August 16, 1899

Camped in a cave, two miles south of Folsom, New Mexico, Tom Ketchum waits until dark, then mounts up

He leads a pack horse carrying his safe-blowing kit. The outlaw rides to a spot on the Colorado & Southern Railroad tracks, hitches his horses, builds a fire and starts walking toward Folsom.

It is 10:20 p.m. and the southbound train No. 1 is running 10 minutes late.  When the train reaches him, Ketchum climbs in the cab of the engine and sticks the barrel of his pistol in the engineer’s ribs, ordering Joseph H. Kirchgrabber to stop the train at a point four miles south of Folsom.

The train is stopped on a curve with a four-foot high embankment (two miles short of Ketchum’s campfire). Ketchum orders the engineer out of the cab, but Kirchgrabber refuses.

“You son of a bitch, I’ll kill you,” threatens Ketchum, pushing his Winchester into the trainman’s armpit before adding, “I’ll shoot if you don’t.”

The engineer coolly defies him: “Shoot away.”

Ketchum turns his attention to the fireman, Tom Scanlon, who steps down with no argument and leads the outlaw to the door of the express car.

Hearing a banging on the door, express car messenger Charles P. “Scotty” Drew opens the door and  finds himself looking down the barrel of Ketchum’s Winchester.

“Fall out of there goddamn quick,” the outlaw snaps; Drew complies.  While Drew holds a lantern, Scanlon is ordered to uncouple the express car from the coal tender. He has difficulty doing so as the cars are attached via a coupling device, called a “Miller hook,” which is programmed to lock whenever a train is halted on a curve.

Several times, mail clerk Fred Bartlett peeks out from the mail car (the second car, back from the coal tender). Spotting his head, Ketchum barks, “Get back in there!” as he also fires a warning shot that glances off a steel brace on the car and ricochets through Bartlett’s jaw, taking out two teeth. He falls, face forward, onto the floor of the car.

Finally, Scanlon tells the outlaw he has uncoupled the cars. But when the three return to the engine, they discover the train will not budge. Scanlon merely cut the air hose that sealed the brakes on all the coaches behind the express car.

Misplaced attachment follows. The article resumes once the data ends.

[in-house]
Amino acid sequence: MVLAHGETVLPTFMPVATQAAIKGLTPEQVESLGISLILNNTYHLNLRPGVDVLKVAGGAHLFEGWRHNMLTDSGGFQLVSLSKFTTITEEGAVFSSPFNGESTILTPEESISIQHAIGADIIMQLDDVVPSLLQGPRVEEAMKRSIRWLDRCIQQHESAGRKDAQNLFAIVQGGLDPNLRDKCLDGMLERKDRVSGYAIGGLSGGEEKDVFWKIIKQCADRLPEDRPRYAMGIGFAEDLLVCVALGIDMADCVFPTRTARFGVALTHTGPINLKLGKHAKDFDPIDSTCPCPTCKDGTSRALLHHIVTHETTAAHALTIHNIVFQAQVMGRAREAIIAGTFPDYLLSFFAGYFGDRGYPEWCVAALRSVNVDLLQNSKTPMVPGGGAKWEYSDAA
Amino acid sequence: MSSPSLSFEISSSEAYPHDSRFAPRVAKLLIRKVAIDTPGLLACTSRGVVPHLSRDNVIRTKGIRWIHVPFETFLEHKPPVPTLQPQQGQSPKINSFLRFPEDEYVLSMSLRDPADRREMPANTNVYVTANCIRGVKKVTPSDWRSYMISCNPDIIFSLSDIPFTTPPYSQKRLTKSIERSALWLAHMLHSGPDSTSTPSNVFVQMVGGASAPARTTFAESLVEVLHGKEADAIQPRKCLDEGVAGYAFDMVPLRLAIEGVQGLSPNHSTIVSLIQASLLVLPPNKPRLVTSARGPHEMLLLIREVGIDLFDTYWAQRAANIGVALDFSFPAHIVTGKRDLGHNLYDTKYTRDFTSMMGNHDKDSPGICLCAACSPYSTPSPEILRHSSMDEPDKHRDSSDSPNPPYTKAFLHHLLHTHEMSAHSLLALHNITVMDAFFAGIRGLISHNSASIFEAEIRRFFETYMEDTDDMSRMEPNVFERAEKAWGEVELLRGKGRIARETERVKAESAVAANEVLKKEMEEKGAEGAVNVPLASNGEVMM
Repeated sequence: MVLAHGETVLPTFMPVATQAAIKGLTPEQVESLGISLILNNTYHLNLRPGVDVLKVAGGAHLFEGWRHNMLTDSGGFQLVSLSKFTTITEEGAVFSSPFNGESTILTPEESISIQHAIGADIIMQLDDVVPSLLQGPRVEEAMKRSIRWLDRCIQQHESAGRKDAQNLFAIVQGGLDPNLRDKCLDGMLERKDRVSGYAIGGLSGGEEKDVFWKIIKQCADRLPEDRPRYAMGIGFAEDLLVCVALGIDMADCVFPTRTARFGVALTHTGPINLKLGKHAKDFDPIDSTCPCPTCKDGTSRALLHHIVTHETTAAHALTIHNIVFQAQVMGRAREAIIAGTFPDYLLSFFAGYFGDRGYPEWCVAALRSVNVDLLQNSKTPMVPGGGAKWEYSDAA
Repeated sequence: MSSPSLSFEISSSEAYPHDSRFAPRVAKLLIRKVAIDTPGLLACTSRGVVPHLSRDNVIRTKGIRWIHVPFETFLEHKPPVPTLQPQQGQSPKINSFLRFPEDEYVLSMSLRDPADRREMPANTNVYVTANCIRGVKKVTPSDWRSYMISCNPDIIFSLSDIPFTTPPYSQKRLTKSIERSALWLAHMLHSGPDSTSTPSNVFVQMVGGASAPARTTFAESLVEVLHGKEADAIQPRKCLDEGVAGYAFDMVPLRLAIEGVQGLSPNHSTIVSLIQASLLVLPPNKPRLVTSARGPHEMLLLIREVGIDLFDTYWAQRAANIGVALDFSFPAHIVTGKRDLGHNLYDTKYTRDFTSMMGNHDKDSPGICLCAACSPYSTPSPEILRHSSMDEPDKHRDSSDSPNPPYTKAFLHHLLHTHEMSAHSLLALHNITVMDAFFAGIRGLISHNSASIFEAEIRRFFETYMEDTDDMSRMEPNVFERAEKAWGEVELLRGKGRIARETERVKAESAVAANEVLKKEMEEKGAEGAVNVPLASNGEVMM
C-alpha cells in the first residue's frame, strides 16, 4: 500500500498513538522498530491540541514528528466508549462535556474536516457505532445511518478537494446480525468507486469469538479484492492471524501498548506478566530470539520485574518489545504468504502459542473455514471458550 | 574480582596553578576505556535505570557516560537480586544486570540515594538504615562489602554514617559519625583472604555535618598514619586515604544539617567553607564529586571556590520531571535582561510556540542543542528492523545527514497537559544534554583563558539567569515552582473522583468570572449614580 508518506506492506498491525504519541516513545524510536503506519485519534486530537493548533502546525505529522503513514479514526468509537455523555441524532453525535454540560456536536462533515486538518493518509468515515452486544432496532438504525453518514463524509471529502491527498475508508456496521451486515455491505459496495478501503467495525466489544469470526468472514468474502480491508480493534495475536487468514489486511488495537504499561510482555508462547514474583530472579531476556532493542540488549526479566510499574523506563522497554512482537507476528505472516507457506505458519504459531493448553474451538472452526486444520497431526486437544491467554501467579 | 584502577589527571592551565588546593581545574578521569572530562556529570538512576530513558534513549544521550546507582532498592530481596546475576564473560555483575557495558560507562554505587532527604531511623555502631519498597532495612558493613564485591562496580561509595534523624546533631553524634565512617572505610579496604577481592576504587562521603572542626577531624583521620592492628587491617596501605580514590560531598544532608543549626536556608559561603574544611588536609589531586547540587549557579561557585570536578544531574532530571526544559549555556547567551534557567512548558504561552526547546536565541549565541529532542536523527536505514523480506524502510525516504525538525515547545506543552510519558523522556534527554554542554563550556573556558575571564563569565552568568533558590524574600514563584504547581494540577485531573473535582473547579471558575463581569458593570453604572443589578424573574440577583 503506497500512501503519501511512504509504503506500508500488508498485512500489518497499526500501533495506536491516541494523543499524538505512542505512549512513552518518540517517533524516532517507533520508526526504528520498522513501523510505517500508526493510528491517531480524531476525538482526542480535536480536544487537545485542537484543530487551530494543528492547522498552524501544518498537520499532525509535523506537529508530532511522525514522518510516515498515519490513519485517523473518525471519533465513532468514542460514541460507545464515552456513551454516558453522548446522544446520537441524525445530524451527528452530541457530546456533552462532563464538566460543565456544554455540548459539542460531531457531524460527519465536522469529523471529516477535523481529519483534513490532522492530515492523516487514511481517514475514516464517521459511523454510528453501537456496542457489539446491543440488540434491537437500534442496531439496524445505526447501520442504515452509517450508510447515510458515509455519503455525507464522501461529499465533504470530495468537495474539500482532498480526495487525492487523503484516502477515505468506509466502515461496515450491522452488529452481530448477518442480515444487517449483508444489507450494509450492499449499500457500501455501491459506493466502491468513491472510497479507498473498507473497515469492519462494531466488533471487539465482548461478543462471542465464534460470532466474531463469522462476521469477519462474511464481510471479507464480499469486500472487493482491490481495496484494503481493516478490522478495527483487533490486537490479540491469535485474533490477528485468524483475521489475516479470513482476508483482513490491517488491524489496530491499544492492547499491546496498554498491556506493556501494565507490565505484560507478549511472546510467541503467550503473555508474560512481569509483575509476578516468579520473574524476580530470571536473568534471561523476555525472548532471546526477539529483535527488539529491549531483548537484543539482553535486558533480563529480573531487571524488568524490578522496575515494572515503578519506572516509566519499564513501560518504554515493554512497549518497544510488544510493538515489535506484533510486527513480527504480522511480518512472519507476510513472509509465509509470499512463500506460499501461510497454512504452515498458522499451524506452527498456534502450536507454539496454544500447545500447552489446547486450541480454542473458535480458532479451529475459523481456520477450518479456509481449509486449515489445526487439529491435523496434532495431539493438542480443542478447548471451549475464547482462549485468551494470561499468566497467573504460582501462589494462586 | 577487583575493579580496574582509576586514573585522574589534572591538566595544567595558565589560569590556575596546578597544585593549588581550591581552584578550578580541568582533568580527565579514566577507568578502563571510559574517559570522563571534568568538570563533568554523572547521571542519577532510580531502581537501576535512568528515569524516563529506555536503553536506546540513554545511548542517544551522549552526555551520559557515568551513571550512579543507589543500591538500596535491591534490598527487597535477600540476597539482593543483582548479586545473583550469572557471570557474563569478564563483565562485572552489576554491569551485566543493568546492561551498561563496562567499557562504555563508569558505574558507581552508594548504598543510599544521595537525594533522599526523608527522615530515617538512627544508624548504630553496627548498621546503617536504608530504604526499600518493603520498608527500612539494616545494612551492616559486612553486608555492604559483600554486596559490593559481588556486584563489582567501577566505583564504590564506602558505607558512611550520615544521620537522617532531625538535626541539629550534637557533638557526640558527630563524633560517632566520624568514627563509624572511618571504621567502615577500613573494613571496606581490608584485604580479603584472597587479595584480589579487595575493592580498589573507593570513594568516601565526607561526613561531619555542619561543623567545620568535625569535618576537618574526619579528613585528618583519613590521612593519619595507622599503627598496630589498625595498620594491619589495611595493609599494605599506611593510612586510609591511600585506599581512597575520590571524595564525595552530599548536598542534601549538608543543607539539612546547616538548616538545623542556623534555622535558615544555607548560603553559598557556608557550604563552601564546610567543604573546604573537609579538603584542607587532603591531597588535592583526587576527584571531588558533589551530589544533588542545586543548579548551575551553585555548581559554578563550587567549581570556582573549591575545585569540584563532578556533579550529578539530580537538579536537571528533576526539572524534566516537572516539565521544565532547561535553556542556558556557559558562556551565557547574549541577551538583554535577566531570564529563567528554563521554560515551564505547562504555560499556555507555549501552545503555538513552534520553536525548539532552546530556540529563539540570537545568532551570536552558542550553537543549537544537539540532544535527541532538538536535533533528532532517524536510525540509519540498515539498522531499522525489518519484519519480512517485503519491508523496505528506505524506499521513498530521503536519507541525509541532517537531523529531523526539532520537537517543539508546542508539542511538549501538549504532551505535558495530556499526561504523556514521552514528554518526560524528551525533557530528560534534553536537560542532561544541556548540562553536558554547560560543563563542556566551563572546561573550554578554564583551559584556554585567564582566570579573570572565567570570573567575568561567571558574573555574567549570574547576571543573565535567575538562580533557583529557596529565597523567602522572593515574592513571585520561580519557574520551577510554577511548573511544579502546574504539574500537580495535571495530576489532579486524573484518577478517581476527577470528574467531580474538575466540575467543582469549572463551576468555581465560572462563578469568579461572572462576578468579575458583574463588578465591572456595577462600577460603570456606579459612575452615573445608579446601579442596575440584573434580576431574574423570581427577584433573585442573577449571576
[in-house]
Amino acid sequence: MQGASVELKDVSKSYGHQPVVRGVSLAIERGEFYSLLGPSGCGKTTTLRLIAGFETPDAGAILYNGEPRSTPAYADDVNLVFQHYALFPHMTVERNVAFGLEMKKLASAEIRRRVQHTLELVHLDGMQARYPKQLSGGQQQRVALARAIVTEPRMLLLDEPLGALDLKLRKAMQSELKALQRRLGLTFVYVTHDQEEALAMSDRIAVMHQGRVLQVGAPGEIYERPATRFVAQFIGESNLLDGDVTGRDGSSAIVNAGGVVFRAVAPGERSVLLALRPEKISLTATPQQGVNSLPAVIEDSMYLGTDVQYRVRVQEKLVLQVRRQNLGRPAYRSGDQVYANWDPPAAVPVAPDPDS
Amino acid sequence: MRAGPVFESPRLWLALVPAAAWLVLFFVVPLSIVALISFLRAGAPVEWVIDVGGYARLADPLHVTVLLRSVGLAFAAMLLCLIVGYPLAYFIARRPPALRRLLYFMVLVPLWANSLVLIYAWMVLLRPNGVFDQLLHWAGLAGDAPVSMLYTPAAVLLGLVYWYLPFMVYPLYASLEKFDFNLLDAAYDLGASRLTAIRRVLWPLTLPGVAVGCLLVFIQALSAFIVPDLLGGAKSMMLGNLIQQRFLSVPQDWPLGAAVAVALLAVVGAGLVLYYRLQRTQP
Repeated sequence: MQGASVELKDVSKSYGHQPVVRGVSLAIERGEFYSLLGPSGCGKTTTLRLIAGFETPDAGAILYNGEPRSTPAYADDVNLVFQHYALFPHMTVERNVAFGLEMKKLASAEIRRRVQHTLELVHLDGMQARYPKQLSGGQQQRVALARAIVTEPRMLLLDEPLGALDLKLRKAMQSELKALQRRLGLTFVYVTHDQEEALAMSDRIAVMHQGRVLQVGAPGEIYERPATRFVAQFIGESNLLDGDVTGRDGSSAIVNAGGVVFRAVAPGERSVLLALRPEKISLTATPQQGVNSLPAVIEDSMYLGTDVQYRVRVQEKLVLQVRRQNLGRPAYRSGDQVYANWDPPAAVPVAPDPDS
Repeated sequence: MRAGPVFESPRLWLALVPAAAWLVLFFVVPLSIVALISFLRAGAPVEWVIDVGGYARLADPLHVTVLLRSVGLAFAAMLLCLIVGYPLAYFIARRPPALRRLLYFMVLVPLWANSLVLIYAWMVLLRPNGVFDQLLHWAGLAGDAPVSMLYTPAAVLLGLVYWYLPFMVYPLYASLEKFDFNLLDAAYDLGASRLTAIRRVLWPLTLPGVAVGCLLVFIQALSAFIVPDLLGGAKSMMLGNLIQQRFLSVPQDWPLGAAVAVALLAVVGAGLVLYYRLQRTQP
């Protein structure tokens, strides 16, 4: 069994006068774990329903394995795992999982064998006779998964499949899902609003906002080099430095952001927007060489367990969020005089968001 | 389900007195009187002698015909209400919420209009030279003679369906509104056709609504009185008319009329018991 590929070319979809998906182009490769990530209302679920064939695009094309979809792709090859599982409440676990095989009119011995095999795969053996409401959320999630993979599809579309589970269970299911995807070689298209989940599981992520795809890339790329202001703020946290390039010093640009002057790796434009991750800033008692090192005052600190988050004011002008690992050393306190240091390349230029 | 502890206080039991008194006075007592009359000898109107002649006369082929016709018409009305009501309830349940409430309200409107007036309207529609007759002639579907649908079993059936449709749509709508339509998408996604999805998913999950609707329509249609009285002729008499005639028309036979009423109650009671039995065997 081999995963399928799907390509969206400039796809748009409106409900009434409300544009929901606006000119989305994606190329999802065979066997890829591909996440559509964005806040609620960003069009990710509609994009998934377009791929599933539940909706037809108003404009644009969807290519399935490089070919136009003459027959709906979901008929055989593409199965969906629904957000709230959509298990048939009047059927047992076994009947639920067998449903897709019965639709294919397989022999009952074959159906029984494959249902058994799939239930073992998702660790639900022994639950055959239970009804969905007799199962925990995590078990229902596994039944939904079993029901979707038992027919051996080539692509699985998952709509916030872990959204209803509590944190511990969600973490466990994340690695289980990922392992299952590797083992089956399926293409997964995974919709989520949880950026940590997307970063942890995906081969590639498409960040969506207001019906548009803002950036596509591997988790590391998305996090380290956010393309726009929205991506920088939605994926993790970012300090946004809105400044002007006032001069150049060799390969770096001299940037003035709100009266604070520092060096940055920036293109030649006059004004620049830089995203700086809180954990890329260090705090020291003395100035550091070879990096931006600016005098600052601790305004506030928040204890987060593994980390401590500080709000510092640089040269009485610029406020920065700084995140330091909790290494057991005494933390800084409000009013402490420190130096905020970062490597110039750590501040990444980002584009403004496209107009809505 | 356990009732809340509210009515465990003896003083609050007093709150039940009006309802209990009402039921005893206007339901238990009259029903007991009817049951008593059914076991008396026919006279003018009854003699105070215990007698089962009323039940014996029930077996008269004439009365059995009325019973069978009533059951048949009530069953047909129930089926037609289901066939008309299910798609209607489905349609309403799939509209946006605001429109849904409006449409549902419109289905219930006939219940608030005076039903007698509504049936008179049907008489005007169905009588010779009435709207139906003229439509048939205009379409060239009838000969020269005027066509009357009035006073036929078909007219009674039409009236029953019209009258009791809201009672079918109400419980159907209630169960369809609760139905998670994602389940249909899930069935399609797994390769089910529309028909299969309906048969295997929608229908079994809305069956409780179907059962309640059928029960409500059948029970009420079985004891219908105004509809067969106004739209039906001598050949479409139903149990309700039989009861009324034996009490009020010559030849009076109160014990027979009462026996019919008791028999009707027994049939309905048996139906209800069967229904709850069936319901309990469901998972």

Angry, and on edge, Ketchum says to the engineer, “If you don’t come back there, I’ll kill you. I want you to cut the baggage car off.”

This time, Kirchgrabber complies and sets to work uncoupling the car.

Meanwhile, in the back of the train, conductor Frank Harrington (who has been robbed twice before on this same run) unpacks his shotgun, assembles it and walks through the cars. Slowly losing his nerve, he comes upon Bartlett, who is moaning and muttering that he is “bleeding to death.”

Harrington resolves to “kill somebody or be killed himself.” Peering out the end door, he sees four men standing below him. He throws the door open and fires from the hip. Instantly, Ketchum reacts and starts to shoot, but as he turns, 11 buckshots strike the outlaw above the right elbow. Ketchum’s bullet nicks Harrington’s left sleeve, as the outlaw is knocked off his feet and tumbles down the embankment.

The train crew scrambles for safety, while Ketchum stumbles up the bank and reels across the tracks in front of the locomotive. He takes a couple potshots at the lantern, his bullets thudding into the side of the mail car. Then he’s gone.